Sunday, August 14, 2011

Faithful to My Heart by Linda Wagner

Publisher:                  Infinity Publishing

Faithful to My Heart is a complex book to read. On the surface it is the story of women struggling to find a place in a hostile world and with others of their kind who are thrown into a harrowing circumstance. Overshadowing that story however is a great deal of political and philosophical discussion about the role of lesbian women in American society. It almost seems as if Ms Wagner started out writing one book and ended up with another. 

Brooke Kent and Renee Calderwood have been best friends longer than either can remember. Renee has seen her friend go through terrible losses and gradually withdraw from the world into a very lonely existence where Brooke seems satisfied to go to her job, and then retreat home to isolate herself from most contact with other people except Renee. The situation has been worsening since the death of Brooke's grandmother almost two years before, but Renee thinks she has found the solution to what is bothering Brooke. She convinces her friend to take an all-lesbian cruise with her, both for a change of scenery and for the chance to perhaps meet "the woman." And the cure seems to be working. They become part of a lively group of women of mixed interests and occupations who begin to open Brooke's eyes to all kinds of possibilities. She finds herself attracted to more than one woman and beginning to establish meaningful relationships within the group...and then explosions rock the cruise ship. 

The next time Brook is conscious, she finds herself in a rowboat and listening to the sounds of drowning women and, more horrific, the screams of women being taken by sharks. Unable to process what has happened, Brooke lapses into unconsciousness again and does not recover until weeks later. She awakens to find that she, Renee and a number of other women have been marooned on a deserted island. They find themselves faced with the task of acquiring shelter, food, medical care, and structuring a society for themselves from practically nothing. They have no idea what happened to the ship, who survived or if anyone is still trying to find them. The bulk of the book deals with how these women find a way to survive and coexist.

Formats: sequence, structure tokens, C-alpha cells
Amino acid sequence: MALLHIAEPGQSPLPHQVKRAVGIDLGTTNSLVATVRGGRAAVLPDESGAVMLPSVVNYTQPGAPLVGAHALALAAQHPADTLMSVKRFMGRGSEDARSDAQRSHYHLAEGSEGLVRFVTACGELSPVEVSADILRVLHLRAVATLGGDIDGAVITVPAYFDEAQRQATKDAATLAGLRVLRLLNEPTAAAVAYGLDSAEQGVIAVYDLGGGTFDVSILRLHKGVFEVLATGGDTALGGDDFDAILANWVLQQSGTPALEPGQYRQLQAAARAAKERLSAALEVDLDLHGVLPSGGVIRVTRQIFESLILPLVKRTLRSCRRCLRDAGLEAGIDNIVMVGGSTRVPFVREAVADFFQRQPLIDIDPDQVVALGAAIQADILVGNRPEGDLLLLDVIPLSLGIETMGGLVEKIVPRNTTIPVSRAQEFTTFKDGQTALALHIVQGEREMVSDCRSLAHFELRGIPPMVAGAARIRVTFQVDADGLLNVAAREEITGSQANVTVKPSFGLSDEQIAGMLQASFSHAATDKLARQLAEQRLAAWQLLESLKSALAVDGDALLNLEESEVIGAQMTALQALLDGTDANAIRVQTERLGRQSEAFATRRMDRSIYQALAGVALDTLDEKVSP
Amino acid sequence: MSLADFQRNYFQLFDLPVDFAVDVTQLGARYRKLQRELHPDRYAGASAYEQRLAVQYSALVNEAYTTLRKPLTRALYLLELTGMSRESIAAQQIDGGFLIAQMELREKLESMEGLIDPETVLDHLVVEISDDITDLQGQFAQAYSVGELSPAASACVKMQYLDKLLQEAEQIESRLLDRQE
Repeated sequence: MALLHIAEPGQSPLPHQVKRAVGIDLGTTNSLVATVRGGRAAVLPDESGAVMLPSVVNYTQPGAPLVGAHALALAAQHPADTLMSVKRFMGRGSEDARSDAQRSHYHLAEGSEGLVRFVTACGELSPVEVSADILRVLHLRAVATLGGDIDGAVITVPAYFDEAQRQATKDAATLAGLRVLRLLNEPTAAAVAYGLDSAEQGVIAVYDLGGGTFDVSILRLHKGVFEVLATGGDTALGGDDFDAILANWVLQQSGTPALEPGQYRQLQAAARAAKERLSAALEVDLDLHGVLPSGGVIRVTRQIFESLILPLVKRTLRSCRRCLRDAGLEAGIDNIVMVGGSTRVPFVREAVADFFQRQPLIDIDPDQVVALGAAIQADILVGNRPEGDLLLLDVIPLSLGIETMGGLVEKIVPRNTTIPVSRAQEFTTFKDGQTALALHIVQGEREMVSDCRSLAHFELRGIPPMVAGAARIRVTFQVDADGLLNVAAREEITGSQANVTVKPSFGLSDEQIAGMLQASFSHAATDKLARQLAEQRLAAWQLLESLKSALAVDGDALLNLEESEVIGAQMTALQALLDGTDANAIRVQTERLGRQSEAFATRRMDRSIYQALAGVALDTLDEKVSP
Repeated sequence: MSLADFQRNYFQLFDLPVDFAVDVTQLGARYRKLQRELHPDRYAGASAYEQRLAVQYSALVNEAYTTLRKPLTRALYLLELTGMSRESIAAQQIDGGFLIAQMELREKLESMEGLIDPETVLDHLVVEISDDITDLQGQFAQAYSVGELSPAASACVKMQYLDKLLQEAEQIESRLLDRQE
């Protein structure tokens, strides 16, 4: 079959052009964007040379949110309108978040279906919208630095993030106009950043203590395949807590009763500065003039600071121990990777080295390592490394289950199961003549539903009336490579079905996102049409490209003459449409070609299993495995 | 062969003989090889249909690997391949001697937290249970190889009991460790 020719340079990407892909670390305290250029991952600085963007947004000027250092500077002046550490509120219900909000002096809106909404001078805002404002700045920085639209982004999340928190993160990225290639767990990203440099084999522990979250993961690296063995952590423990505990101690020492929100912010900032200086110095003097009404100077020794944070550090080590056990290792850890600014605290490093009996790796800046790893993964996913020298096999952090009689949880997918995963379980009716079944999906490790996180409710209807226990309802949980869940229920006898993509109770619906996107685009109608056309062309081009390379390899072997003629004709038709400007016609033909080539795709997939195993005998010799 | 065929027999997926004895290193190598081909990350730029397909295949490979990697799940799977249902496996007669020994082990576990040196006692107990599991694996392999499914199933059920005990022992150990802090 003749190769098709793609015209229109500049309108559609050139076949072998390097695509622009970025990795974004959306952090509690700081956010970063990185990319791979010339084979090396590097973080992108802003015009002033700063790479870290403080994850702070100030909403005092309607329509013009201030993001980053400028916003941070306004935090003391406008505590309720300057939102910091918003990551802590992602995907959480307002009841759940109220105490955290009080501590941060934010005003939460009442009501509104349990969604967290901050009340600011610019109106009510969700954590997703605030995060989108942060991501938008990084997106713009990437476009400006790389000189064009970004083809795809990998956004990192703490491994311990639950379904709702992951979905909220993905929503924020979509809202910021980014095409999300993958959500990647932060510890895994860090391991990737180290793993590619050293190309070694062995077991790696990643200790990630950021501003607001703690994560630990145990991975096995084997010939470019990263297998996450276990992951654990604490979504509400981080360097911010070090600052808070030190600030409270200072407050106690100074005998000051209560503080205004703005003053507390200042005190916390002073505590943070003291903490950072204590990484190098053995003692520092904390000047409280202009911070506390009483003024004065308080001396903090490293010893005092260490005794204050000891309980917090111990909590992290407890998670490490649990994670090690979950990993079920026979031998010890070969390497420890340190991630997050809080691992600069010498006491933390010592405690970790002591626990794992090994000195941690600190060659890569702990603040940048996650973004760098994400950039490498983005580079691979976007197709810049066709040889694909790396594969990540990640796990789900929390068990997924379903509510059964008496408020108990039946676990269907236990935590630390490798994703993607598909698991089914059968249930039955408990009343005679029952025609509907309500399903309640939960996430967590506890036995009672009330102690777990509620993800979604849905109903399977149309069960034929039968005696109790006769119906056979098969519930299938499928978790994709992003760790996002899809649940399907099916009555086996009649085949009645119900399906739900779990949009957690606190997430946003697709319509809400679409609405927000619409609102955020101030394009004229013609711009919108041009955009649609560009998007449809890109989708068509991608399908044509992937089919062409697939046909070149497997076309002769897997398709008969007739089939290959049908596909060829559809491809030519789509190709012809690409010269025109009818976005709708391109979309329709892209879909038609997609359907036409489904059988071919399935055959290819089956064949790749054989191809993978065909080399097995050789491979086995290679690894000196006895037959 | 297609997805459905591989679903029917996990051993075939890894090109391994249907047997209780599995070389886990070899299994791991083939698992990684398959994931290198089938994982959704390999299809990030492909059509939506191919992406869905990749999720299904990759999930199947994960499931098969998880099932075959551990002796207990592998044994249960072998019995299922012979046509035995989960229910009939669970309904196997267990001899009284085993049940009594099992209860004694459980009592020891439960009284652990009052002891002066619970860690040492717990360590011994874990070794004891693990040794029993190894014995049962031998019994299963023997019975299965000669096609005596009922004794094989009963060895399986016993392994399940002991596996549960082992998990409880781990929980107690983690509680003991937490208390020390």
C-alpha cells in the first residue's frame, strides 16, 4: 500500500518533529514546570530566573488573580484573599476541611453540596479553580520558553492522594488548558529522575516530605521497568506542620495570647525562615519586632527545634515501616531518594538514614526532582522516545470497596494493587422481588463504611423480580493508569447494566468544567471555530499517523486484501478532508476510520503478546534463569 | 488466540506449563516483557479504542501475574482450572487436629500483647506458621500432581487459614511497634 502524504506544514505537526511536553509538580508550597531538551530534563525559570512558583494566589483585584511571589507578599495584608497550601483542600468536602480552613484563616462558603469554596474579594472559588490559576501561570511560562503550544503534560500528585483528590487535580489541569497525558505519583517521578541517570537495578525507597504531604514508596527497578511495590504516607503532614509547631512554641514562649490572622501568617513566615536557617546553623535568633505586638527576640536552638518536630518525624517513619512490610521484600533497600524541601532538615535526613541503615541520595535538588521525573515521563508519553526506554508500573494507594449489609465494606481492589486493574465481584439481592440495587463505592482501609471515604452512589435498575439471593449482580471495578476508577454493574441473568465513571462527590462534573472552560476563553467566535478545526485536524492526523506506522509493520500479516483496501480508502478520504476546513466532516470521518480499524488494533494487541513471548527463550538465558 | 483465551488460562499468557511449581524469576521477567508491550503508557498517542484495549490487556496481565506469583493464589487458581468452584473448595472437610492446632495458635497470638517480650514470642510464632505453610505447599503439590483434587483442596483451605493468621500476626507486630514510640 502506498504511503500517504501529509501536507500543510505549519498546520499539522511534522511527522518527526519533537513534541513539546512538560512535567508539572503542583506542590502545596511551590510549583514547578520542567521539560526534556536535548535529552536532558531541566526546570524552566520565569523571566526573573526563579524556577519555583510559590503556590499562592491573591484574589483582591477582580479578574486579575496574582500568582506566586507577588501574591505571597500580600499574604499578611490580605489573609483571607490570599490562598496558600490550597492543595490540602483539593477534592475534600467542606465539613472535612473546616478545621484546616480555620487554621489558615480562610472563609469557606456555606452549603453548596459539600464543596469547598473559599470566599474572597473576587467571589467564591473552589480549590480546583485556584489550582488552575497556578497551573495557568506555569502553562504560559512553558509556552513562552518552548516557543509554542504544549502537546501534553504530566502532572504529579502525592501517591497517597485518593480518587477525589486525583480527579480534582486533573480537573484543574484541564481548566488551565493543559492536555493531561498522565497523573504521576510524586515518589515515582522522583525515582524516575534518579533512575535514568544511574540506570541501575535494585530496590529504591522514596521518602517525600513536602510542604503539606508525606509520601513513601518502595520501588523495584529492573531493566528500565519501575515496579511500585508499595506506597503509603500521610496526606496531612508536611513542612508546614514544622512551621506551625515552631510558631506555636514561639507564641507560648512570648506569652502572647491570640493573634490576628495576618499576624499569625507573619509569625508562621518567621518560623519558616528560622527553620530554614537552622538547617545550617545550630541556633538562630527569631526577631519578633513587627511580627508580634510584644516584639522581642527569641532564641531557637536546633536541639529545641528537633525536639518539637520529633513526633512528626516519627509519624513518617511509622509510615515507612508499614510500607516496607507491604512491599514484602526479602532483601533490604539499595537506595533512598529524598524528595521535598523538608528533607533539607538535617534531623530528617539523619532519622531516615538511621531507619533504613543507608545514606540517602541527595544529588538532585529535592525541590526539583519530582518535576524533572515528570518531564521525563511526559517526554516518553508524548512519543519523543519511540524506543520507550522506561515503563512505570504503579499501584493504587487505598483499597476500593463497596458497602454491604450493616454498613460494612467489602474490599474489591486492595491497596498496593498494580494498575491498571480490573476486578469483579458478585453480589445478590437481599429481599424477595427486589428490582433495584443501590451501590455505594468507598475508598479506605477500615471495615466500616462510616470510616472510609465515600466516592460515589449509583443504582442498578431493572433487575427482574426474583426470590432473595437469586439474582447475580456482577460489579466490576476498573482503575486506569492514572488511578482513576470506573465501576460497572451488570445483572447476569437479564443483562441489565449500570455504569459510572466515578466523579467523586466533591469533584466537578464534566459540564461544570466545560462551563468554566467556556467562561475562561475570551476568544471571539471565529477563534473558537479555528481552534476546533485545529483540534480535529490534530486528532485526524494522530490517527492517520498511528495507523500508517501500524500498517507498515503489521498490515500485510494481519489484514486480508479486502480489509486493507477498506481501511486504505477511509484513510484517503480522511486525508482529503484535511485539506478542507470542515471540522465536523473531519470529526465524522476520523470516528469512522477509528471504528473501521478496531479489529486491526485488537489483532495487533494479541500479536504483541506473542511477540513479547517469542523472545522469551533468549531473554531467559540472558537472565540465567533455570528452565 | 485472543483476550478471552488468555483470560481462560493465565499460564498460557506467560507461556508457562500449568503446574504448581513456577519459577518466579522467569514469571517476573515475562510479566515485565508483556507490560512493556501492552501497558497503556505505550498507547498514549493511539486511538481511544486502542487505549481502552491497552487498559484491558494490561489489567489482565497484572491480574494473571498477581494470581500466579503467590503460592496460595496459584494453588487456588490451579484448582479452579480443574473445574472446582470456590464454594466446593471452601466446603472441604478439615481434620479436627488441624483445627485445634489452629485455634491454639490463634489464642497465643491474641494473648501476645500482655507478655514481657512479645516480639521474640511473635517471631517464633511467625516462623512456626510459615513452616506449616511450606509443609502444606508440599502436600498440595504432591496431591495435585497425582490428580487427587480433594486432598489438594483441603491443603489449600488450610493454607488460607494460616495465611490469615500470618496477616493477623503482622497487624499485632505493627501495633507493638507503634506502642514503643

Gradually, the island also begins to reveal mysteries. There is evidence of previous habitation, perhaps of a sinister nature. And some of the women have isolated themselves on a desolate part of the island and refuse to have anything to do with the others. Brooke will play a major role in answering these mysteries, while she falls in love with one woman and finds herself infatuated with another at the same time. Just as she begins to resolve this conflict, she makes a startling discovery that will change everything for everyone on the island.

The characters in this book provide quite a variety of personalities. There is a long term and very devoted lesbian couple, wise women who practice Wicca and healing arts, a golf pro, a Senator from Arizona who is not only a lesbian but a champion of the rights of immigrants at the Mexican border, and numerous others. Most of them are admirable and the ones who are not are provided with explanations as to their poor behavior. 

The most puzzling character in the book is the main character Brooke. Early in the book she has a long soliloquy about the type of woman she is looking for and she appears to find her in a woman she meets on the boat. Once they have both survived to reach the island however, Brooke risks everything to run off on an impetuous chase after a mysterious stranger. Brooke's character is the most elusive and sometimes difficult to understand as she moves from being extremely mature one moment to completely irrational at others. At the end, a scene that would have contributed greatly to understanding her appears to have been cut out and is only related briefly by another character.

The story alone would have made a nice book telling about the relationships among the women and how they survived under difficult circumstances. Ms Wagner apparently was not satisfied with that however. The book is full of intense discussions, arguments and observations about sexual politics, relationships between gay men and lesbians, the abuses of women in American society, role playing among lesbians, the difficulties for women in the work place, especially lesbians, and a great deal of pontificating about the superiority of lesbians in just about every type of relationship. These discussions often go on for pages as different characters reveal every aspect of every topic. At times it seems that the philosophical discussions are more important than the story itself. The end of the book, while it might be satisfying to lesbians, is truly a flight of fantasy. None of this means that Faithful to My Heart is not a good book to read, but, if you are looking for a simple story to enjoy, there are a lot of things to distract you in this book.

No comments:

Post a Comment